1901 - 1981

Photo from the book "Facing the future. ORT: 1880 - 2000", World ORT, 2000

Born in Kovno, Lithuania, Oleiski holds a special place in ORT's history. He was committed to the idea of Jewish agricultural labour for independence and survival.

He served as Director of ORT in Lithuania from 1927 to 1941, when the Germans herded the Jews of Kovno into a ghetto.

In 1942, he was permitted to set up an ORT school there, offering a substantial programme of vocational studies. General education was delivered in secret.

Oleiski survived the liquidation of the ghetto and imprisonment in Dachau concentration camp. It was his extraordinary optimism and courage that enabled him to open ORT classes in the newly liberated Landsberg camp in 1945, teaching metalwork, car repair, mechanics and other skills.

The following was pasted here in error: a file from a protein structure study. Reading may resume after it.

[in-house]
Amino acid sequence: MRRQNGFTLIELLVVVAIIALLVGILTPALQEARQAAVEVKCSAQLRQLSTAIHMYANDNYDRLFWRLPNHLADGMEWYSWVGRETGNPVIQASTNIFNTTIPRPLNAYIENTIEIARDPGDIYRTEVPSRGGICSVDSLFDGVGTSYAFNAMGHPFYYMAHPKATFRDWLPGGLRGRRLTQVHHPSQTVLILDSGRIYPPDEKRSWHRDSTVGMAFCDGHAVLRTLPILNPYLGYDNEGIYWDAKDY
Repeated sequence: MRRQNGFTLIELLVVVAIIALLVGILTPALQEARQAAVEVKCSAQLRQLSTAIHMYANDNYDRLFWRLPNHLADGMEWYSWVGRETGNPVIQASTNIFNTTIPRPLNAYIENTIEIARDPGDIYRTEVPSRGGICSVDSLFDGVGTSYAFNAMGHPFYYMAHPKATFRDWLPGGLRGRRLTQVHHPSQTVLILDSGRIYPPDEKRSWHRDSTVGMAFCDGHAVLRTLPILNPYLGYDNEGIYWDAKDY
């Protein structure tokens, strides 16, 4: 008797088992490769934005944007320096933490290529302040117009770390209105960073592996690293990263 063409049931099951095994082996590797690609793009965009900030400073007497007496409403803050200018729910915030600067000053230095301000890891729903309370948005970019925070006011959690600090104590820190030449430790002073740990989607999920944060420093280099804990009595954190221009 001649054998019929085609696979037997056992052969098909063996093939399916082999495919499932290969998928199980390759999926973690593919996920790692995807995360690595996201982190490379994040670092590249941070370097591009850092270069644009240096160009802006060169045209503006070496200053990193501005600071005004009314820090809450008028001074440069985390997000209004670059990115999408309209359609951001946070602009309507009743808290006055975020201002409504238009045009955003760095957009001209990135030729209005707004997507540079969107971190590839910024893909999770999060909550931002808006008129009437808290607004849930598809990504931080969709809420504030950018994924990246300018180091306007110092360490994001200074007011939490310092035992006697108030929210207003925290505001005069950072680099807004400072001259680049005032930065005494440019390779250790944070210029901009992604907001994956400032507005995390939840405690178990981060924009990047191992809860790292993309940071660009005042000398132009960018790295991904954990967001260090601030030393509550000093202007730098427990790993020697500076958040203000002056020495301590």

His example led ORT to open programmes in other camps for survivors of the Holocaust.

Oleiski brought his wealth of experience to the fledgling organisation in Israel, where he became administrator and then Director.

Despite extreme scarcity of funds and resources, the organisation grew rapidly under his lead, creating the sound structure that would develop into a nation-wide education and training system.

The ORT School in the Street of the Prophets in Jerusalem was named in tribute to his significant contribution.